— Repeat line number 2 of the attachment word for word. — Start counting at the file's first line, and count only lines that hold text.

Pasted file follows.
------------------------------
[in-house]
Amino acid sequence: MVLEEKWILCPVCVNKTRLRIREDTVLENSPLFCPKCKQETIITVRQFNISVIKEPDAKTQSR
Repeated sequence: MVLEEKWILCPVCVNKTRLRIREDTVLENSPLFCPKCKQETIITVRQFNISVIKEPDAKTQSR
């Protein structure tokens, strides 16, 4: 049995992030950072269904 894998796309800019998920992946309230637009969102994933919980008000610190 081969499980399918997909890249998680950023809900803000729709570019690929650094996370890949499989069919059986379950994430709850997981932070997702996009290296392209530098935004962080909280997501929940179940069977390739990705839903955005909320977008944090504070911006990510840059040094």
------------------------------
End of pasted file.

Amino acid sequence: MVLEEKWILCPVCVNKTRLRIREDTVLENSPLFCPKCKQETIITVRQFNISVIKEPDAKTQSR